transition cowgirl magazine
Photo by: Katherine Mustafa Photography (Flickr)……

A smooth transition is a sign of a well-trained horse. And while it may seem simple to achieve, it actually requires a considerable amount of energy and balance. As the rider, you must learn how to correctly ask for each transition- both upward and downward. Get ready to practice and practice some more!

When a horse correctly transitions, their hindquarters engage and their front end becomes lighter. The rider needs to encourage the horse to swift their weight and come under themselves.

Upward Transitions

  • For halt to walk and walk to jog, your legs should drive at the horse’s cinch. Your weight should be back on your seat bones. And your reins should be open to allow forward movement.
  • For the jog to lope, the inside leg remains at the cinch while the outside drives behind the cinch. Your weight should be slightly heavier on your inside seat bone. Additionally, there should be a slight bend with the inside hand. The outside rein needs to be held steadily.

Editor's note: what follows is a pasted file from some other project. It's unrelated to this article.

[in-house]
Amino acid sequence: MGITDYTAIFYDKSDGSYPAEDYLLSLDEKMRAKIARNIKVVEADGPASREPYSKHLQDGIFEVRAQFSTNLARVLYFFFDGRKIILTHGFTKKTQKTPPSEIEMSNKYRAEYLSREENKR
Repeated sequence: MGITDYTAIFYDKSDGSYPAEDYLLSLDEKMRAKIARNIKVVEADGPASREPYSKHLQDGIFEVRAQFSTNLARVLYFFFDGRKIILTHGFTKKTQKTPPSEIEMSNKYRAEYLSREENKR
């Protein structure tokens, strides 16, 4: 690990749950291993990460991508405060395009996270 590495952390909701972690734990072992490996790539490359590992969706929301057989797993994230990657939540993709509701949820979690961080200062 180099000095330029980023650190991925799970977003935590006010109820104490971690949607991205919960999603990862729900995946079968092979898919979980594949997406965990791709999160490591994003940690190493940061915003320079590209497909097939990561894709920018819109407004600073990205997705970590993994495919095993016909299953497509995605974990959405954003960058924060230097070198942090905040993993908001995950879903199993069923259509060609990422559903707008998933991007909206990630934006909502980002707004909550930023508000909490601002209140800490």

Downward Transitions

  • For the walk to halt, jog to walk and lope to jog, the seat sinks down and stops following the motion. Each leg supports the horse at the cinch. And the reins are held steadily.
  • Use your core muscles to signal your horse to “come back”. They create a wall that should tell the horse to slow down.
  • This isn’t an emergency stop. The reins shouldn’t be heavily relied on, rather your seat, legs and even voice should be primary aids. Your seat is a valuable tool in riding!

It takes a skilled rider to realize how strong their leg and rein aids should be. Each horse will vary in their sensitivity.